Friday, November 21, 2014


I like the way Dr. Tom Frieden, CDC Director  (Center for Disease Control), answered the first questions we asked. His clear, calm, teacher-like way of taking his time, giving reasons and details about why Ebola would not cause an epidemic in America, were comforting.

The media attacked him, and since then, have blamed Friedan for not warning us that there would be other cases in the United States, also for not insisting that travel to and from Africa be banned.

Meanwhile, parents have been pulling kids out of schools, politicians have grabbed onto our Ebola fears, and are constantly telling-selling us that the Obama administration is indecisive, inefficient, and not protecting us.

Recently, there was a six page spread in Time Magazine -- Dr. Freiden's background and resume, along with 12 answers to the questions many of us are asking since the Ebola scare began -- with answers by highly qualified, scientific medical experts.

1. What went wrong at the CDC?  Ebola was, and still is, a new problem; the CDC explained what it knew about this deadly contagious disease, based on what information it had -- information that now is constantly being updated.

2. Could the virus (that is mutating) become airborne?  No. Ebola can't survive without a fluid (saliva, sweat, blood, feces, vomit).

3. Who quarantines a patient?  What about his legal rights? State and Federal Agencies are required to protect public health and can issue a quarantine; the burden rests with  public health officials to show sufficient justification while being as nonrestrictive  as possible.  Under federal law, a hospital cannot disclose patients' names; if an individual violates a formal quarantine order, it can be treated as a criminal offence.

4. What about experimental drugs and vaccines? None are as yet approved by the FDA; two are being tested and test results will be disclosed in December.

5. Can I get sick if I touch surfaces that were in contact with Ebola?  There is only one confirmed case of person with Ebola, who touched an Ebola patient's blanket. One should avoid touching surfaces that have been in contact with fluids from Ebola victims.

6. Should the U.S. ban travel to and from Sierra Leone, Liberia and Guinea? Homeland Security said that stopping visas will increase the risk of infected travelers circumventing the current restrictions, and finding their way to the U.S. Instead, airline companies are ordered to ticket all travelers from these countries to one of the 5 designated airports with quarantine stations.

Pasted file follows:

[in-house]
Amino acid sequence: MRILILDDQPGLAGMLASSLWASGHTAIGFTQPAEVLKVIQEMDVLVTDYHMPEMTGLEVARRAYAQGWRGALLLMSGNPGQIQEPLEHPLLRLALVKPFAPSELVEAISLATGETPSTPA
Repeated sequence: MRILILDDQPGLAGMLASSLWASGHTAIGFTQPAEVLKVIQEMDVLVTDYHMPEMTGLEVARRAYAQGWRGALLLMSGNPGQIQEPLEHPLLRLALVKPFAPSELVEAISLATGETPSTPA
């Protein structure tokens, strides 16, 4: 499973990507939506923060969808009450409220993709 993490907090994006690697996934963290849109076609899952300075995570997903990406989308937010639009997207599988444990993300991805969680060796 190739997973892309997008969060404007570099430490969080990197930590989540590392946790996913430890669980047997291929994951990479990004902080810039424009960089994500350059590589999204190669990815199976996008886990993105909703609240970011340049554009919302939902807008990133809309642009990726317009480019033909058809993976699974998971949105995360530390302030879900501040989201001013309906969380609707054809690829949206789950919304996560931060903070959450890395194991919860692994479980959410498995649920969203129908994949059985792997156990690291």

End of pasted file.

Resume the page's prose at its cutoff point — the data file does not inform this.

7. If you survive Ebola can you get it again? There is no record of survivors getting it again. The article explains that the Ebola virus is similar to Chicken Pox which makes antibodies and produces immune cells that can destroy the virus.

8. How likely is a major outbreak outside of West Africa? Slim, though countries bordering infected areas are at risk, since these countries are not equipped to manage infectious diseases.

9. How do hospitals dispose of Ebola patient's body fluids? Anything that comes in contact with the patient must be sterilized, generally with steam sterilization and/or incinerated. In some states, waste is stored in watertight containers that are carted away by contractors; fecal waste is flushed, treated with chlorine and bleach, and disposed of as hazardous waste. This varies by state; a full article could be devoted to this.

10. What's the next Ebola?  There's still Bird flu (it might be worse than Ebola.) and MERS, (Middle. Respiratory Syndrome). No vaccines have been developed.

11. Why are people freaking out? In the world's history, there have been many cases of people misunderstanding infectious disease, such as the Black Death in Europe in 1300. The Ebola frenzy seems more akin to how we grappled with HIV/AIDs in the 1980s. People generally respond in two ways -- a quick gut feeling, or more reflective thinking based on information. Though we know that flu can contribute to the death of thousands, and heart disease is the leading cause of death in the US, we are more likely to worry that we might contract this disease that has affected only a handful of people outside West Africa.

12. Is there anything I can do to help? Organizations in the stricken countries need money; Doctors Without Borders,  (Médecins Sans Frontières or MSF) and the Red cross needs money;  CDC needs donations for protective equipment, ready-to-eat meals, generators, vehicles, and motorcycles. These organization are not recruiting trainees because they would need extensive training; health care workers with experience can volunteer through USAID. Donations of $10 or more can be made to WHO (World Health Organization) by texting EBOLA 27722 which supports relief efforts in West Africa.

Here's a link to Time's "ANSWERS TO EBOLA'S HARD QUESTIONS: I have pared down some of the overlong answers; the article was helpful, but there are still "iffy" elements. Because Ebola is relatively new, CDC experts are currently gathering detailed information, making predictions as well as conjecturing, based on what is happening right now. Their answers suggest that these experts feel that knowledge, plus facts and experience, are the teachers. They are telling-selling us that decisions based on fear, create panic and chaos.

What we can do right now is learn and share what we learn, with friends and acquaintances -- near, as well as far away neighbors.

Tuesday, November 18, 2014


Emily Frankel remembers her delight as she looked down and saw John Cullum coming up the four flights of stairs that lead to her top floor loft. She's very surprised when John describes a completely different scene.

How and why that first visit, their first date, became him staying there--the two of them living together ever since that first date--it's a story John and Emily haven't told anyone even though it's a sweet romantic story they cherish.